From Victoria to Vladivostok: Canada?s Siberian Expedition, 1917-19

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UBC Press, May 1, 2010 - History - 352 pages
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As the last guns sounded on the Western Front, 4,200 Canadian soldiers, some of them conscripts, travelled from Victoria to Vladivostok to open a new theatre of war in Siberia. Part of the Allied intervention in Russia’s civil war, the force sought to defeat Bolshevism, but grim conditions, conflict among the Allies, and local opposition eventually forced Canada to evacuate the troops.

This groundbreaking book brings to a life a forgotten chapter in the history of Canada and Russia. Combining military and labour history with the social history of British Columbia, Qu?bec, and Russia, Benjamin Isitt examines how the Siberian Expedition exacerbated tensions within Canadian society at a time when a radicalized working class, many French-Canadians, and even the soldiers themselves objected to Canada’s military adventure designed to alter the outcome of the Russian Revolution. The result is a highly readable and provocative work that challenges public memory of the First World War while illuminating tensions – both in Canada and worldwide – that shaped the course of twentieth-century history.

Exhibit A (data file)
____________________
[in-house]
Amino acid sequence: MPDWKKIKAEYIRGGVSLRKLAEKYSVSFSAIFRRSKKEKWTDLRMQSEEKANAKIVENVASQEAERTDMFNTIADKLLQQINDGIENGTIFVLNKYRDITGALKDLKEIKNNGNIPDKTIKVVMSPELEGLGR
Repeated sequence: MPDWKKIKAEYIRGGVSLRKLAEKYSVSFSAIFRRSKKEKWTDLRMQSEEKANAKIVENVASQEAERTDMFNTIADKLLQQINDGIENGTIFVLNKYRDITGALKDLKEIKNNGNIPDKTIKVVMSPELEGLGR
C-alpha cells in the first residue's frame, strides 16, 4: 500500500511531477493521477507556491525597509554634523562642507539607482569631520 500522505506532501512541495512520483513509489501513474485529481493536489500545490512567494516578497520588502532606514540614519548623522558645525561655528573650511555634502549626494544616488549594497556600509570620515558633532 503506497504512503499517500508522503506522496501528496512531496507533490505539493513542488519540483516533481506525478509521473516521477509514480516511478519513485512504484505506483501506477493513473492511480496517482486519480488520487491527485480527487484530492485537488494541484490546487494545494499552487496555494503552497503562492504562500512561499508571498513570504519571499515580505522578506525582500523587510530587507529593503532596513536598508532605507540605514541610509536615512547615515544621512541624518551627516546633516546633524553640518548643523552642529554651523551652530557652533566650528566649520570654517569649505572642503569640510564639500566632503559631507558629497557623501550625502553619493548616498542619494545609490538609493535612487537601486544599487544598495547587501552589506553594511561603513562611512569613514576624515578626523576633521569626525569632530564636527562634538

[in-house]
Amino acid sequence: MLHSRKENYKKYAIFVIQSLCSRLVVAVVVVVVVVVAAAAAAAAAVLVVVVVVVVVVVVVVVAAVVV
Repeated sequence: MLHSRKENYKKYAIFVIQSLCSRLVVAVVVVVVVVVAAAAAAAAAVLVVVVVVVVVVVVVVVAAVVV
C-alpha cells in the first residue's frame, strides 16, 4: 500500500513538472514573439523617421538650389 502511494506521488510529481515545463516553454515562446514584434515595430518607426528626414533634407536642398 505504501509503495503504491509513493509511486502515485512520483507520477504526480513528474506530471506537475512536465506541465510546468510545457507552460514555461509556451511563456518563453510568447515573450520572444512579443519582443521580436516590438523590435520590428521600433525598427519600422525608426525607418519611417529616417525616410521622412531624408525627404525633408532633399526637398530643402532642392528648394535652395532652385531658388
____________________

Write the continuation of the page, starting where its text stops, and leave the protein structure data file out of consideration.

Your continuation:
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Contents

Why Siberia?
1
The Road to Intervention
53
Mobilization
72
Departure Day
96
111
111
Up Country and Evacuation
135
Afterword
158
Notes
185
Bibliography
259
Index
275
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About the author (2010)

Benjamin Isitt is a historian specializing in twentieth-century Canadian and world history, with emphasis on labour, social movements, and the process of cultural change.

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